Anticonvulsant Activity of N‐Palmitoylethanolamide, a Putative Endocannabinoid, in Mice

  title={Anticonvulsant Activity of N‐Palmitoylethanolamide, a Putative Endocannabinoid, in Mice},
  author={Didier M. Lambert and S{\'e}verine Vandevoorde and G{\'e}rald Diependaele and Sophie J. Govaerts and Annie R. Robert},
Summary:  Purpose: The purpose of this study was to evaluate in mice the anticonvulsant potential of N‐palmitoylethanolamide, a putative endocannabinoid that accumulates in the body during inflammatory processes. 
Selective Antiepileptic Effects of N‐Palmitoylethanolamide, a Putative Endocannabinoid
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Anandamide (AEA) is an endogenous fatty acid which activates the same cannabinoid receptors as ∆9-tetrahydrocannabinol, the psychoactive substance in marijuana. In vivo, anandamide exerts a number ...
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A series novel of N-palmitoylethanolamide derivatives was synthesized and screened for their anticonvulsant and antidepressant activities. Anticonvulsant activities and neurotoxicities of compounds
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The results demonstrated that the PEA analogue exhibit central and peripheral antinociceptive activity in a dose-dependent manner presents a novel analgesic compound that may target the endogenous cannabinoid system for treatment of analgesic disorders.
The endocannabinoid system: drug targets, lead compounds, and potential therapeutic applications.
The endocannabinoid system : drug targets, lead compounds, and potential therapeutic applications, and possible therapeutic applications.
The Potential Benefits of Palmitoylethanolamide in Palliation: A Qualitative Systematic Review
There is lesser evidence of benefit in patients with nonpain symptoms related to depression, Parkinson disease, strokes, and autism, and further research is needed to define the palliative benefits to PEA.
Palmitoylethanolamide (PEA) as a Potential Therapeutic Agent in Alzheimer’s Disease
The potential neuroprotective effects of PEA have been demonstrated in several experimental models of Alzheimer’s disease and a single-photon emission computed tomography case study reported that a mild cognitive impairment patient, treated for 9 months with ultramicronized-PEA/luteolin, presented an improvement of cognitive performances.
Modifications of the ethanolamine head in N-palmitoylethanolamine: synthesis and evaluation of new agents interfering with the metabolism of anandamide.
It is concluded that although none of the PEA derivatives were dramatically more potent than PEA itself at reducing the metabolism of AEA, the lack of effect of the compounds at CB(1) and CB(2) receptors makes them useful templates for development of possible therapeutic FAAH inhibitors.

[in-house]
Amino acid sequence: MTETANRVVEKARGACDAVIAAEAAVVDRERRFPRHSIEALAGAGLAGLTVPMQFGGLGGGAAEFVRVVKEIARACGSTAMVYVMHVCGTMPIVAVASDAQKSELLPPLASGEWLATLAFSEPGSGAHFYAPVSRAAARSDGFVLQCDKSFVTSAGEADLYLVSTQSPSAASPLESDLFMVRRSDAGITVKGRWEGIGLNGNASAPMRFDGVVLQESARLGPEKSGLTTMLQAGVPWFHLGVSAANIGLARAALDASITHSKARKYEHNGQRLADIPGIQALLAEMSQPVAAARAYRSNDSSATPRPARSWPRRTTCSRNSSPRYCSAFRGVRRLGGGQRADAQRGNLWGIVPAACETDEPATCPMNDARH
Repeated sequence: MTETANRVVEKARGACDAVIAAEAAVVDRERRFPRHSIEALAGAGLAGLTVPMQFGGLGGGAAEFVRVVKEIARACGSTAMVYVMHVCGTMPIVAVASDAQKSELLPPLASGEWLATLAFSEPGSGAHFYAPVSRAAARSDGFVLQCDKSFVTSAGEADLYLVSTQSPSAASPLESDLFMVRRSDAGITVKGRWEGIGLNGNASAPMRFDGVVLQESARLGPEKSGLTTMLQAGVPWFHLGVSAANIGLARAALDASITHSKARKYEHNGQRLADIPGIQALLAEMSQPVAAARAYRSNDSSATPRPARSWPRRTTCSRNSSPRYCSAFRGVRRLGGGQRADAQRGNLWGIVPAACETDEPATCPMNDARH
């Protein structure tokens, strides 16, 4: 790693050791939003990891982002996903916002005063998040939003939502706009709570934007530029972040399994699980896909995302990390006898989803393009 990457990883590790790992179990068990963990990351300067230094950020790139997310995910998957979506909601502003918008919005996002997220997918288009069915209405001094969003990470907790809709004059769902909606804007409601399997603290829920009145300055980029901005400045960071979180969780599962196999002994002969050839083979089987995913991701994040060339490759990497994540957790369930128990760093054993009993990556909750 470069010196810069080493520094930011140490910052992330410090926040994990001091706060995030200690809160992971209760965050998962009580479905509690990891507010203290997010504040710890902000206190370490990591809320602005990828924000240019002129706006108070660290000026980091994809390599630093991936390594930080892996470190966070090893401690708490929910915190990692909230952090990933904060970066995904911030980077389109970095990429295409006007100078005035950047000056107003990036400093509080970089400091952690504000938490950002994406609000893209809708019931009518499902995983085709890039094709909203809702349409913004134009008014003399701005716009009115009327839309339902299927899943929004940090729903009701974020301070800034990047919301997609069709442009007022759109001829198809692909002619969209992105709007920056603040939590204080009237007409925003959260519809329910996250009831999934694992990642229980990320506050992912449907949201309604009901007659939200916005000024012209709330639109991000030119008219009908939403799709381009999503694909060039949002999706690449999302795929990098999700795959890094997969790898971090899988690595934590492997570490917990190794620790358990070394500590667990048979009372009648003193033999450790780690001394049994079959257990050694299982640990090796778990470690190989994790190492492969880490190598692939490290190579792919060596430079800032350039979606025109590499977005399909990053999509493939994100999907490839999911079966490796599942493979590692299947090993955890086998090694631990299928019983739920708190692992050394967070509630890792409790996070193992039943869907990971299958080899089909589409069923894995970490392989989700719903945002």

Anticonvulsant Activity of Pyrid‐3‐yl‐Sulfonyl Ureas and Thioureas
These compounds exhibited a higher protective index and potency than those of phenytoin, and additional work remains necessary, however, to determine whether BM 27 is of clinical interest.
The palmitoylethanolamide and oleamide enigmas : are these two fatty acid amides cannabimimetic?
PEA is a sleep inducing lipid whose mechanism of action is far from being understood and although it does not bind with high affinity to CB1 or CB2 receptors, it exhibits some cannabimimetic actions which could be explained at least in part by entourage effects.
Isolation and structure of a brain constituent that binds to the cannabinoid receptor.
Arachidonylethanolamide, an arachidonic acid derivative in porcine brain, was identified in a screen for endogenous ligands for the cannabinoid receptor. The structure of this compound, which has
Cannabimimetic fatty acid derivatives: the anandamide family and other endocannabinoids.
The metabolic pathways suggested so far to underlie the biosynthesis and inactivation of anandamide and 2-AG and the current knowledge of the chemical bases for the interactions of an andamide with proteins of the endogenous cannabinoid system characterized so far are reviewed.
The hypnotic actions of oleamide are blocked by a cannabinoid receptor antagonist.
Data suggest that at least one aspect of the hypnotic action of OA involves interactions with the CB1 receptor system, possibly by blocking the metabolism of the endogenous CB1 cannabinoid-1 receptor agonist anandamide.
Analogues and homologues of N-palmitoylethanolamide, a putative endogenous CB(2) cannabinoid, as potential ligands for the cannabinoid receptors.
Anticonvulsant activities of N-benzyloxycarbonylglycine after parenteral administration.
Overall, milacemide, a precursor of glycine, and Z-glycine have rather similar anticonvulsant profiles in mice, which may indicate that Z- glycine acts either via a prodrug mechanism or per se via an alternative mechanism.